Can Extremely Niche Brands Survive in Today’s Market?

by Matt Weik

I was reading an article about a brand who came to market with a multivitamin product specifically for first responder’s. I thought it was pretty interesting and this article brought up the question if these extremely niche brands could survive in the long-term. While I understand their positioning with the brand and what they are trying to accomplish, is the specific niche these brands are going after big enough to sustain their business?

Niche Brands Long-Term Survival

The brand I’m referring to in the opening is Thin Fit Line. The brand launched a Heroes Pack that they call an “advanced vitamin pack” that also contains phytonutrients to improve the overall health and nutrition of first responders. Their product if you were to compare it something would be similar to an Animal Pak for those who are familiar with that product.

The owner was quoted saying, “Our main focus is giving the first responders something they can be proud of and something that will be helping them in their day to day lives to stay healthy.” He talked about the stress put on first responders and their long hours. He also brought up their poor nutritional habits due to their job. Which is a totally different topic that should probably be focused on.

But is this enough to sustain their business? I appreciate that the owner of Thin Fit Line is targeting the first responder market but niche brands such as this one have a much smaller overall demographic than what we are used to seeing in the sports nutrition realm. I simply don’t see niche brands surviving. That’s not to say their products aren’t good, it’s just when looking for products online or in store, it’s the mass appeal that sells. Brands who do well are more mainstream in their marketing and positioning rather than shrinking their customer base due to targeting a smaller demographic like first responders.

One thing to touch on that was brought up earlier is first responders nutrition. While taking in vital micronutrients is important, overall nutrition cannot be pushed to the side. A multivitamin product is great, but it’s not a solution to the bigger picture. The fact that first responders don’t eat properly, in my opinion, is a bigger topic than a push for a multivitamin. And by thinning out potential users, you’re severely limiting your growth potential. You would need to go out and market towards first responders specifically versus hitting all households across the nation with a quality multivitamin.

Sure, the everyday civilian can use this product, but they would need to look for this product specifically to even know it exists. A simple Google search for a multivitamin will never have this product show up on the first five pages. And when consumers do find the multivitamin, the marketing and positioning surrounding the product could cause them to think it won’t fit their individual wants and needs. Again, for this reason, I don’t see niche brands staying in business for very long. The only way they would stay in business is if they spend a ton of money to market towards their niche, secure that piece of the market and steal all the market share, and then market hard to the general public with a storyline about how if it’s good enough for our first responders, it’s good enough for you.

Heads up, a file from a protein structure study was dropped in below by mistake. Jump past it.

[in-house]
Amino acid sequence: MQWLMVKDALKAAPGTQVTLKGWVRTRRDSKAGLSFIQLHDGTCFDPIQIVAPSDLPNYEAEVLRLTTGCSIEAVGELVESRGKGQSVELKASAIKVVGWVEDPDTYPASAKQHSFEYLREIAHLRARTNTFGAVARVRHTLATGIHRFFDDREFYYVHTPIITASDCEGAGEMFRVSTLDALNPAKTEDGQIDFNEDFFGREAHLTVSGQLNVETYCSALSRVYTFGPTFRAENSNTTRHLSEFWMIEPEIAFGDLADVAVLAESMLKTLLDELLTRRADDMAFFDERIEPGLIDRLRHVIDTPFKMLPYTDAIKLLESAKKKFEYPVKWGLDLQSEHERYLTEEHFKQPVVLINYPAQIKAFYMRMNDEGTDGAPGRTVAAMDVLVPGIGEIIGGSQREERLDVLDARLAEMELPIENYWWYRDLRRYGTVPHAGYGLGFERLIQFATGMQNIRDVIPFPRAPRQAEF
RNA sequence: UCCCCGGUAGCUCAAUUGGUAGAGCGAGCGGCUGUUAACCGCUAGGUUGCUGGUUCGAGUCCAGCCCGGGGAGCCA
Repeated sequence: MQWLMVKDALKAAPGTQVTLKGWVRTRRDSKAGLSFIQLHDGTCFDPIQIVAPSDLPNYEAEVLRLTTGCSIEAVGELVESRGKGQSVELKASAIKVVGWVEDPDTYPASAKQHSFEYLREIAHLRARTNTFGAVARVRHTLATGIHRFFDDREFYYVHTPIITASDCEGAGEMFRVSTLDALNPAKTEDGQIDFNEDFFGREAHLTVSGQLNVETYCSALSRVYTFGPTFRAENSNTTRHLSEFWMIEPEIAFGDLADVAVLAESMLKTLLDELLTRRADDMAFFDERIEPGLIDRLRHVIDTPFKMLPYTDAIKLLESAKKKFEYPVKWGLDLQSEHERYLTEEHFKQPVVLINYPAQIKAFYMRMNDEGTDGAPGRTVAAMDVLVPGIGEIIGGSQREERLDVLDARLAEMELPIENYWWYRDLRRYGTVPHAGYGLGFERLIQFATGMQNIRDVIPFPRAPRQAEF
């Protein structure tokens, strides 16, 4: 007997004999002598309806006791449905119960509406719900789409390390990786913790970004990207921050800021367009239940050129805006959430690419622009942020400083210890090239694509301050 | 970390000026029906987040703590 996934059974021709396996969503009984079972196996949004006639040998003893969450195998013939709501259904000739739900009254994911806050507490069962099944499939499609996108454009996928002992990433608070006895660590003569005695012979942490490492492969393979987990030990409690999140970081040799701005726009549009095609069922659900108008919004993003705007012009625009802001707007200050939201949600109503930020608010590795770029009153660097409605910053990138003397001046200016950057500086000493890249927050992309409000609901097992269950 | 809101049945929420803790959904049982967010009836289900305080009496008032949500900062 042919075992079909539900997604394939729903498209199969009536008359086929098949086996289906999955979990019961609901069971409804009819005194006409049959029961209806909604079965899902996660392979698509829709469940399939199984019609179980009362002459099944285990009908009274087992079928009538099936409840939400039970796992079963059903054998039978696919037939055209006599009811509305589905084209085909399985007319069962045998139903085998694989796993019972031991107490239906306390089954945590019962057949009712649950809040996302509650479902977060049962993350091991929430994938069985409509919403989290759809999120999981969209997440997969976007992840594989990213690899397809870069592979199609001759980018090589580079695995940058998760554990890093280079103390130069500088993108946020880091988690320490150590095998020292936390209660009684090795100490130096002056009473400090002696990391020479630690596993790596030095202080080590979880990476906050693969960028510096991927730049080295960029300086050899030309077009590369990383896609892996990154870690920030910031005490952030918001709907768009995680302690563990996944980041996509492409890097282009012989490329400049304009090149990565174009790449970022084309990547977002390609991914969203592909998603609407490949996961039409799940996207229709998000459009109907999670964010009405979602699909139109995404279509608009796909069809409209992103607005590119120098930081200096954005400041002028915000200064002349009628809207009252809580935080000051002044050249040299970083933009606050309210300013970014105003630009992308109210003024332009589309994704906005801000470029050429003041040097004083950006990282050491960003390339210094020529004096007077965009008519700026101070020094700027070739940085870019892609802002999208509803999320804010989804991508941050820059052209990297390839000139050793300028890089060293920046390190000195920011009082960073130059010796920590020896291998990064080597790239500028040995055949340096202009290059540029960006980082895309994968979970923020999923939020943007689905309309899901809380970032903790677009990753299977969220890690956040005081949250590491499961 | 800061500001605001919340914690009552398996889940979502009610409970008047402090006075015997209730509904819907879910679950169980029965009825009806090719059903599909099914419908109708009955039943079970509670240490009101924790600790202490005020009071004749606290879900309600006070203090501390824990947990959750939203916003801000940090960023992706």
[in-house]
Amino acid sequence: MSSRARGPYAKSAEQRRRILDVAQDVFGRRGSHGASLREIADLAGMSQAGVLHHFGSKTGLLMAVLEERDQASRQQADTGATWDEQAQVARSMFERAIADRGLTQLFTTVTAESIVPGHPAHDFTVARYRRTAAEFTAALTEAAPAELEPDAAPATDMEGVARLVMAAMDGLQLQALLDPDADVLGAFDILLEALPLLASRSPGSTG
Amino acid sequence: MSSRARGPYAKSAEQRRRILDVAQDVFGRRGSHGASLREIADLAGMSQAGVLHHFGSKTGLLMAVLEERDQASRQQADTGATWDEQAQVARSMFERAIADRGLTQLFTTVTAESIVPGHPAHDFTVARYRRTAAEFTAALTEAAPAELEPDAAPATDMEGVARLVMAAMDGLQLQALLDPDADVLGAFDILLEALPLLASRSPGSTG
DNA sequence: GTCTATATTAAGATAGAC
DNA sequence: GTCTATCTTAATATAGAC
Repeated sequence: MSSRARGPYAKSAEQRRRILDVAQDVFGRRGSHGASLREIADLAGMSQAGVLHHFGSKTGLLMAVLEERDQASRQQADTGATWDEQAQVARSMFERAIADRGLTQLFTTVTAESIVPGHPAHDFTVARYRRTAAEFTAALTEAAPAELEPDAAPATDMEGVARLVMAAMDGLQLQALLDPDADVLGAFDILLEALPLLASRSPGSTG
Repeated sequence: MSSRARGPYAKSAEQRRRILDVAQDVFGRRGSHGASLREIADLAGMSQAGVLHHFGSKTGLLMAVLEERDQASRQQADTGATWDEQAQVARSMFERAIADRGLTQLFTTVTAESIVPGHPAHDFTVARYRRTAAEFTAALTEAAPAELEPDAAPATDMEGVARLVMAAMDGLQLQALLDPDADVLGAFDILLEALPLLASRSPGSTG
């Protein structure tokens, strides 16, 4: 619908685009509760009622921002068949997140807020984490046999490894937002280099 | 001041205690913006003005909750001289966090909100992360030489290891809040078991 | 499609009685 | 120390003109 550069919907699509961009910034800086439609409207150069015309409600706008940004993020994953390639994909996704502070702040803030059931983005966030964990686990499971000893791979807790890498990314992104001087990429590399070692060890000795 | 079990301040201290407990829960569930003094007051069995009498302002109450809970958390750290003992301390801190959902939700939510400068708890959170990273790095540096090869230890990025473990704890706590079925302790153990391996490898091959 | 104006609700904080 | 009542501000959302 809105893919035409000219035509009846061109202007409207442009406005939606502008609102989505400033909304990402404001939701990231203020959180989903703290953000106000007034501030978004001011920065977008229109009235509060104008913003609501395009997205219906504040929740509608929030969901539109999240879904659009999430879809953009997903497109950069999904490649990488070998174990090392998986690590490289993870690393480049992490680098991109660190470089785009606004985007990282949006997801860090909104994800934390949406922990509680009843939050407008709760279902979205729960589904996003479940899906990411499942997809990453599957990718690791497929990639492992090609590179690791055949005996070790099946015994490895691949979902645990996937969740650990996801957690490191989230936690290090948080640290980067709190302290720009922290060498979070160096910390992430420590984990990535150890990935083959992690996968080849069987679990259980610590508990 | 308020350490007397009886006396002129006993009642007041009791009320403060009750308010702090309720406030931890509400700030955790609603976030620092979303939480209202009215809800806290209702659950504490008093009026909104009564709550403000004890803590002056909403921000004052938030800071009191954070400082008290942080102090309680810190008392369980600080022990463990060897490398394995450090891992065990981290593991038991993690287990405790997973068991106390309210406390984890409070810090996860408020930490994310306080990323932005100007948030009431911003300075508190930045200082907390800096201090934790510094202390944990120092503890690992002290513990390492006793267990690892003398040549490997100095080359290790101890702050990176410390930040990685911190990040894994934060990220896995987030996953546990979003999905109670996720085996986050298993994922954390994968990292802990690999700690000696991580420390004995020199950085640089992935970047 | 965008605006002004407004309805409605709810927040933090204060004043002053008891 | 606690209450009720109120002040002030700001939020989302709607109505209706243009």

Additionally, in the case of Thin Fit Line, having only one product also limits your potential growth. It makes sense to not launch a full line when initially starting a business, but as soon as you gain traction you better be prepared to expand your offerings.

Look at Others Who Have Made It

When you look at extremely niche brands, there are very few and they seem to have a here today gone tomorrow presence. Why is this? It’s simple, for all of the reasons I already stated above. Pricing also plays a huge part in the overall success of a brand.

In the case of Thin Fit Line, they claim a month supply of their multivitamin ranges from $29 to $40. When you compare this to other multivitamins on the market, the pricing is fairly high. This is probably due to small batch orders for manufacturing and not having the buying power when compared to bigger brands. This limiting factor can cause many niche brands to fold or to work off of extremely small margins just to get off the ground in hopes that their buying power will improve and they can get their costs down per run.

Let’s close this up. Bottom line, I don’t see niche brands surviving. While they serve a purpose and cater to their niche, it’s simply not enough in my opinion. These brands need to figure out how to leverage their brand to reach a broader audience and build a community around their brand. They need a good brand story and identity that will appeal to the masses.

Narrowing your reach simply isn’t going to cut it in today’s market. If these niche brands are direct to consumer and have no distribution network, they are counting on traffic from their website to drive sales. In a very saturated sports nutrition market, this is going to be difficult unless you can reach out to every fire station, police station, and emergency personnel across the nation to get your name out there, offer samples, and put together some type of deal for them.

While I wish Thin Fit Line as well as all niche brands the best of luck but I simply don’t see long-term success in their future. What are your thoughts on extremely niche brands? Will they make it or will they fail? Let me know in the comments.

Source: NutraIngredients USA
 

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